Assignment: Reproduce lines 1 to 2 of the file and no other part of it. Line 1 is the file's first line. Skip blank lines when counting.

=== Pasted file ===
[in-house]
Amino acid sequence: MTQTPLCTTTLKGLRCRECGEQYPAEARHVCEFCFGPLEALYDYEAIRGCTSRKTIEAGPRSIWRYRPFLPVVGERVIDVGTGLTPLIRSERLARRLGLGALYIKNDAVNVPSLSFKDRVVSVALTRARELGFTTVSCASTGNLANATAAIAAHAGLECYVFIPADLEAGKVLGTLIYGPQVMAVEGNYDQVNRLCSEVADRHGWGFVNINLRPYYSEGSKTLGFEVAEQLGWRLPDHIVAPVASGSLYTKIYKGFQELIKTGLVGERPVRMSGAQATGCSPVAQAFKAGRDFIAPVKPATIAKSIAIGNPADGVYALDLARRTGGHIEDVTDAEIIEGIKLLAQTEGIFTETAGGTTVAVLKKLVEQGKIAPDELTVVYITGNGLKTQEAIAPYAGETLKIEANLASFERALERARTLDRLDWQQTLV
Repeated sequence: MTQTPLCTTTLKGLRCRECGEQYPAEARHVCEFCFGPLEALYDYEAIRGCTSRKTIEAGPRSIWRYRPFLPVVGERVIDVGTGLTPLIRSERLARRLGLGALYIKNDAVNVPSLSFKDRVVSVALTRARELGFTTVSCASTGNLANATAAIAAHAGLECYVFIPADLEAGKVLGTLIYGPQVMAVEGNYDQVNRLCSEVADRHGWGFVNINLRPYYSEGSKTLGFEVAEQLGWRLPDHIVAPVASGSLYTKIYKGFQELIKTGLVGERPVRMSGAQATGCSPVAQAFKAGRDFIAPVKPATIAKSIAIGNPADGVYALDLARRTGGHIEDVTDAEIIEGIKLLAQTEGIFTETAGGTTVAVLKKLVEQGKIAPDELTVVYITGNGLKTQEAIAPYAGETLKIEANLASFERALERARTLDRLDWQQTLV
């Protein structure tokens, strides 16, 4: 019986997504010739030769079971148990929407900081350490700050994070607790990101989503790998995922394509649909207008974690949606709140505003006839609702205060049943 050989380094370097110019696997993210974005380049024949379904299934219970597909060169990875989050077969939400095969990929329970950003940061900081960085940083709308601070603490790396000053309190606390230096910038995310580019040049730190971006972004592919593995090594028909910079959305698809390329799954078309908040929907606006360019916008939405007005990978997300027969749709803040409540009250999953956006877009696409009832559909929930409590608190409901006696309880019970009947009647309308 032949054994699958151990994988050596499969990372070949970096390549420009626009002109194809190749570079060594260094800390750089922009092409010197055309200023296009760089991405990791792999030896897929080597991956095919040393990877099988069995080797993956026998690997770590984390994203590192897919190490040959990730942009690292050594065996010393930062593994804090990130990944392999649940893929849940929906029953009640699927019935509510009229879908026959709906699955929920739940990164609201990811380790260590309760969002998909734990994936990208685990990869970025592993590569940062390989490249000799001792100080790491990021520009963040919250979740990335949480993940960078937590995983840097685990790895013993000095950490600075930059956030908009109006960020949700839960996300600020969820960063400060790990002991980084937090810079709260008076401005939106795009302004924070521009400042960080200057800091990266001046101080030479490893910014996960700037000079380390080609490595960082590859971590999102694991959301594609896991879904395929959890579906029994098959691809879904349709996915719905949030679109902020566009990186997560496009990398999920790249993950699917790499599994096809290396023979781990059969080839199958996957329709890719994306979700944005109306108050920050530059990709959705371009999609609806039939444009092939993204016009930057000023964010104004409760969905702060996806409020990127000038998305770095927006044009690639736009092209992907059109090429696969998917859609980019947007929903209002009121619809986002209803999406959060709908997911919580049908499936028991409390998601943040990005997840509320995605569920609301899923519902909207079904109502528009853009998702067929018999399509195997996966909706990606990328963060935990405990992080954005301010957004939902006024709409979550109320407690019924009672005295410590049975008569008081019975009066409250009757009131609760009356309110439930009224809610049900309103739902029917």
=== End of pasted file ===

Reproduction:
[in-house]
Amino acid sequence: MTQTPLCTTTLKGLRCRECGEQYPAEARHVCEFCFGPLEALYDYEAIRGCTSRKTIEAGPRSIWRYRPFLPVVGERVIDVGTGLTPLIRSERLARRLGLGALYIKNDAVNVPSLSFKDRVVSVALTRARELGFTTVSCASTGNLANATAAIAAHAGLECYVFIPADLEAGKVLGTLIYGPQVMAVEGNYDQVNRLCSEVADRHGWGFVNINLRPYYSEGSKTLGFEVAEQLGWRLPDHIVAPVASGSLYTKIYKGFQELIKTGLVGERPVRMSGAQATGCSPVAQAFKAGRDFIAPVKPATIAKSIAIGNPADGVYALDLARRTGGHIEDVTDAEIIEGIKLLAQTEGIFTETAGGTTVAVLKKLVEQGKIAPDELTVVYITGNGLKTQEAIAPYAGETLKIEANLASFERALERARTLDRLDWQQTLV